Israel among first to pass law banning underweight models
By Nick Watts
With the fashion industry under continued scrutiny around the idealisation of underweight or ‘skinny’ models at the front of people’s minds of late it was only a matter of time before a country moved on it.
One of the largest reasons for the reporting of model sizes has been blame being apportioned to them for the rise of eating disorders, now while I don’t believe that the industry alone can be blamed for the rise in eating disorders and a low self esteem they certainly need to be held accountable for the sexualised imagery and as a contributor to the obsession with skinny that has become the norm in today’s society. It is important to remember that eating disorders are complex psychological disorders and while these images won’t alone cause these sort of issues they can go a long way to maintain the distorted thinking associated with them.
So what has Israel done?
Israel are among the first in the world to pass such a law, which prohibits models who are underweight from gaining work, with them required to have a recent doctors certification of their fitness to work. This is being judged by their BMI (Body Mass Index) requiring them to attain a healthy score (over 18.5) to be able to work. The law also includes legislation requiring advertisers to clearly label imagery which has been altered through means such as ‘photoshopping’.
The move has been welcomed by many body confidence campaigners and at the same time criticised by many others, branding the use of BMI as a measurement to be too general, saying that the health of a model should be used instead. One of Israel’s top models now fears she will not be able to gain work with a BMI of 18.3 “despite exercising and eating well”. It is a fact that the BMI is not the most reliable indicator of physical health, with many perfectly healthy people falling below the 18.5 mark, who are just naturally slight, with the opposite end of the scale such as rugby players showing as obese, despite being in peak physical health.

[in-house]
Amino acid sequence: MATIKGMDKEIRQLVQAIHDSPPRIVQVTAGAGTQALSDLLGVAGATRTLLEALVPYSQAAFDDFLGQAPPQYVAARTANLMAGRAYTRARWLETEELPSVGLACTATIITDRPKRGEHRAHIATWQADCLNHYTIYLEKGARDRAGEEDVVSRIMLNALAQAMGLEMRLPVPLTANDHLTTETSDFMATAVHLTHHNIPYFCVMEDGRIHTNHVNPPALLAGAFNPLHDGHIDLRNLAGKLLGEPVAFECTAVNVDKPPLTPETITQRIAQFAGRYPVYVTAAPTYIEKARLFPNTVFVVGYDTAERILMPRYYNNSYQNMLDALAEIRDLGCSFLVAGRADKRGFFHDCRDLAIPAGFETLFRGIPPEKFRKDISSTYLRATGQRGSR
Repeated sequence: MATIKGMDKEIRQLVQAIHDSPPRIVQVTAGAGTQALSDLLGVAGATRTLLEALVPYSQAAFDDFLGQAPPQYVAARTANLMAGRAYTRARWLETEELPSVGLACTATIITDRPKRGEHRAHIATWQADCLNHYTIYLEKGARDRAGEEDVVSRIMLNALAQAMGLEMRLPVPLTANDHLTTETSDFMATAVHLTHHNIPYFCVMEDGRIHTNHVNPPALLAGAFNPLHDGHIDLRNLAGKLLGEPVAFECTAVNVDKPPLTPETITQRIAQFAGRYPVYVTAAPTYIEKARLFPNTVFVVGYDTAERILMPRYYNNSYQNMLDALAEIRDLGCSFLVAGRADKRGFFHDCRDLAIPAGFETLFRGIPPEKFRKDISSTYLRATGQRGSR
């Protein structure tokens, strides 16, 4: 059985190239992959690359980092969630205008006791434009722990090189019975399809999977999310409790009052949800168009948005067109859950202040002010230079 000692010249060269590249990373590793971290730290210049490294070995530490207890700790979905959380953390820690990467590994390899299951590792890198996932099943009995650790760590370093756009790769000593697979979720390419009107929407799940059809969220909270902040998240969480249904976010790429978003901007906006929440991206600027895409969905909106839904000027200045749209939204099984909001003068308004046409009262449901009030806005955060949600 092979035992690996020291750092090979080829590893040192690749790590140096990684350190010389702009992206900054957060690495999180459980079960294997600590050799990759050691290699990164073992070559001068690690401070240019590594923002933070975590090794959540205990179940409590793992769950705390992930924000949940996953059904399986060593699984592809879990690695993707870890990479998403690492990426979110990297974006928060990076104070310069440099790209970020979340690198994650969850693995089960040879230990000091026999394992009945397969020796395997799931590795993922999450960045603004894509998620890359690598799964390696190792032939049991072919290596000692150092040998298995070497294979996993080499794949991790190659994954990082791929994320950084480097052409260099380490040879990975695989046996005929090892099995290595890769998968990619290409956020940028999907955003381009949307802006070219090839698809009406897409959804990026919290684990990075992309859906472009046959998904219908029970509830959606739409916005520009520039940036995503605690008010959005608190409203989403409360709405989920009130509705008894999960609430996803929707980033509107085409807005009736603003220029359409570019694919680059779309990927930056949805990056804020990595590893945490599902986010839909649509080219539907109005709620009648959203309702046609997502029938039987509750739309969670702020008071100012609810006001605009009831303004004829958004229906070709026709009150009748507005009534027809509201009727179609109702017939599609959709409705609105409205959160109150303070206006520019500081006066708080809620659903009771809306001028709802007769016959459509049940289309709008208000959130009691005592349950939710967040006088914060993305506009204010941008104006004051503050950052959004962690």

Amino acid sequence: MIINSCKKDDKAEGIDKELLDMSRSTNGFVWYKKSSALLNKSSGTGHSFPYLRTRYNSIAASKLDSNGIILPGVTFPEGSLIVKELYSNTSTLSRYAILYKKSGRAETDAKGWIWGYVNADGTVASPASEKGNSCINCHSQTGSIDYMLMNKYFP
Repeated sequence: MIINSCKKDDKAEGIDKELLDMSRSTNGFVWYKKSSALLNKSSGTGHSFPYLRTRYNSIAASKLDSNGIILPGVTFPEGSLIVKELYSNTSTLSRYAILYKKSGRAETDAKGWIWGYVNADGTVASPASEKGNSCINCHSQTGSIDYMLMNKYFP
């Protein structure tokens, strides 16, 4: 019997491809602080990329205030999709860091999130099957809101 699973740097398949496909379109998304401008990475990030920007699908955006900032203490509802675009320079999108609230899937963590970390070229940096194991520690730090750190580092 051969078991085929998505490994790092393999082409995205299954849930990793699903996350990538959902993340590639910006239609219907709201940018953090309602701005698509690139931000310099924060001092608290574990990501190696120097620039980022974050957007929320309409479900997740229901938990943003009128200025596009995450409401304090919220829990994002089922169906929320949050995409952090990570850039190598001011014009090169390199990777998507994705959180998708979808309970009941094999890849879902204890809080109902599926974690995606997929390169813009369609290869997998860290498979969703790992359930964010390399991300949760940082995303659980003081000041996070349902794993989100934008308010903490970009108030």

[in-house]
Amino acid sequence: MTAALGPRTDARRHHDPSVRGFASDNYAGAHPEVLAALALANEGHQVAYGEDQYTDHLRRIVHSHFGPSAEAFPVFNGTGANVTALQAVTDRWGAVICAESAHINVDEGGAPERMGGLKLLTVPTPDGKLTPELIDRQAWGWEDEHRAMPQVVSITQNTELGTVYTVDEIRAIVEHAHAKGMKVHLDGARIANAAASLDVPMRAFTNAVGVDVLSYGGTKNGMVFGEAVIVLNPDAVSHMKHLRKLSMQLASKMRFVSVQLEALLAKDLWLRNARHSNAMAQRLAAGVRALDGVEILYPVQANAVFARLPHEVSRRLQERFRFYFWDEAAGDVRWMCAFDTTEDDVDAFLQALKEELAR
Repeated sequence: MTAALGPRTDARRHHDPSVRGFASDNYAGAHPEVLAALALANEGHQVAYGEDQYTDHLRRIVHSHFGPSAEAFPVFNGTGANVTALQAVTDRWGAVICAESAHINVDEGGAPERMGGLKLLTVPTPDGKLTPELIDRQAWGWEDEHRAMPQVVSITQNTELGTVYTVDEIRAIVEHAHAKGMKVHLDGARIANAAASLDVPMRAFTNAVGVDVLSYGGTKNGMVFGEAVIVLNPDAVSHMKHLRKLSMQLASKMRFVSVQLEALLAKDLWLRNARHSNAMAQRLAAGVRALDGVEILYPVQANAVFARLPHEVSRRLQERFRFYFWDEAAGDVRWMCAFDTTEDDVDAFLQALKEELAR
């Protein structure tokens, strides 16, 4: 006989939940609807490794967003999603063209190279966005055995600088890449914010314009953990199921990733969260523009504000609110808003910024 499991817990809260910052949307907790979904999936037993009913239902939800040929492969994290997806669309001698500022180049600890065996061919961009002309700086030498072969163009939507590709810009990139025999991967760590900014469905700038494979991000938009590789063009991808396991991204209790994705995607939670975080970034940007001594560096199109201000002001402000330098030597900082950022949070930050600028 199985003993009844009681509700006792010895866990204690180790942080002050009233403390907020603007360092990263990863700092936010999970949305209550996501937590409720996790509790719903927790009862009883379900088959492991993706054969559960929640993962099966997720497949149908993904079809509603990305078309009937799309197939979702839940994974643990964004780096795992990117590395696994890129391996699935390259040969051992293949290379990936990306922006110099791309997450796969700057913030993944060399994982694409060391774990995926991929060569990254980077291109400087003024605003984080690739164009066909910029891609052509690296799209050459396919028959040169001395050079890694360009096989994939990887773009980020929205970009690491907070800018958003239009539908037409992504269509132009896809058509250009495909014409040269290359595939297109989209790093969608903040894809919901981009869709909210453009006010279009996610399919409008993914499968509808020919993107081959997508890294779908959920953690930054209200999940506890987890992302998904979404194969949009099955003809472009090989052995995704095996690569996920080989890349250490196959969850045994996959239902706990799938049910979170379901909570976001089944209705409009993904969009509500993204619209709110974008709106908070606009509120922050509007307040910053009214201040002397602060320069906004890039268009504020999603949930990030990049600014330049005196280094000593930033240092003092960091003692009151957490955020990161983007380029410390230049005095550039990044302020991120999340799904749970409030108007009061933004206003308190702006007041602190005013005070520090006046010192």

While I have never been the biggest advocate of the BMI, sharing the concerns of many of these people, this is certainly a step in the right direction and acknowledgment that our sexualised culture and obsession with ‘skinny’ is damaging people young and old in our society and that all sectors, including the fashion and advertising industries need to be responsible in the images they are portraying.
Sarah Fullagar, from the UK organisation Body Gossip comments;
“It’s a great step forward in educating people and reminding them on a regular basis that these images have been altered and hopefully encourage them to realise they are often setting unrealistic expectations on what you can achieve with your body.
In regards to the limits on models I believe that the BMI is not always a good indication of a person’s health but this is definitely a step in the right direction.”
It will be interesting to watch the progress as Israel progress with implementing the legislation, how strict will they enforce it, how will they enforce it? It is my opinion that other countries should see this as a benchmark of helping to combat some of the key issues affecting people from all walks of life when we start talking about the way we see ourselves and the way we engage in dialogue about our bodies. Although I don’t believe BMI measurement to be ideal it is certainly a move which enforces the importance of body confidence as a movement and it does acknowledge what many campaigners have said for many years. There does need to be more diversity in fashion, advertisers do have a responsibility to behave in an ethical, healthy way and legislation of this sort will go some way in regulating an industry that has proved to be irresponsible time and time again.